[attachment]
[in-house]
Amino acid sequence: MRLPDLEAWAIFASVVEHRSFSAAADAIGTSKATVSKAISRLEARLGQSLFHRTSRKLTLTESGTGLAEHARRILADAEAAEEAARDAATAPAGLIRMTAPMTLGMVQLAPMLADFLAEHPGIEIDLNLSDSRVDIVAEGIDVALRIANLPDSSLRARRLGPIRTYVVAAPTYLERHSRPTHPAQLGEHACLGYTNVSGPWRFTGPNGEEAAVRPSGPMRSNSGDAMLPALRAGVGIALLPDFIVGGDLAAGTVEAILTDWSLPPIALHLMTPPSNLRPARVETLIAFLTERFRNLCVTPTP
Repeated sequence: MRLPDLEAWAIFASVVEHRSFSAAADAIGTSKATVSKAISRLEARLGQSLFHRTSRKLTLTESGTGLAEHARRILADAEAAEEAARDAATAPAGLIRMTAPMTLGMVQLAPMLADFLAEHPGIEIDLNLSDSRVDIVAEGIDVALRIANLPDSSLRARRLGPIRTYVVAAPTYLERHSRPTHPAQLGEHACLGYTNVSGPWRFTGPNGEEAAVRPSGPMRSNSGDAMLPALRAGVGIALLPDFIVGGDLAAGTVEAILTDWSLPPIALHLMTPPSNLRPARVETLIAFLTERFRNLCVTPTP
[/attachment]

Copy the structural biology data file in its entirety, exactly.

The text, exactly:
[in-house]
Amino acid sequence: MRLPDLEAWAIFASVVEHRSFSAAADAIGTSKATVSKAISRLEARLGQSLFHRTSRKLTLTESGTGLAEHARRILADAEAAEEAARDAATAPAGLIRMTAPMTLGMVQLAPMLADFLAEHPGIEIDLNLSDSRVDIVAEGIDVALRIANLPDSSLRARRLGPIRTYVVAAPTYLERHSRPTHPAQLGEHACLGYTNVSGPWRFTGPNGEEAAVRPSGPMRSNSGDAMLPALRAGVGIALLPDFIVGGDLAAGTVEAILTDWSLPPIALHLMTPPSNLRPARVETLIAFLTERFRNLCVTPTP
Repeated sequence: MRLPDLEAWAIFASVVEHRSFSAAADAIGTSKATVSKAISRLEARLGQSLFHRTSRKLTLTESGTGLAEHARRILADAEAAEEAARDAATAPAGLIRMTAPMTLGMVQLAPMLADFLAEHPGIEIDLNLSDSRVDIVAEGIDVALRIANLPDSSLRARRLGPIRTYVVAAPTYLERHSRPTHPAQLGEHACLGYTNVSGPWRFTGPNGEEAAVRPSGPMRSNSGDAMLPALRAGVGIALLPDFIVGGDLAAGTVEAILTDWSLPPIALHLMTPPSNLRPARVETLIAFLTERFRNLCVTPTP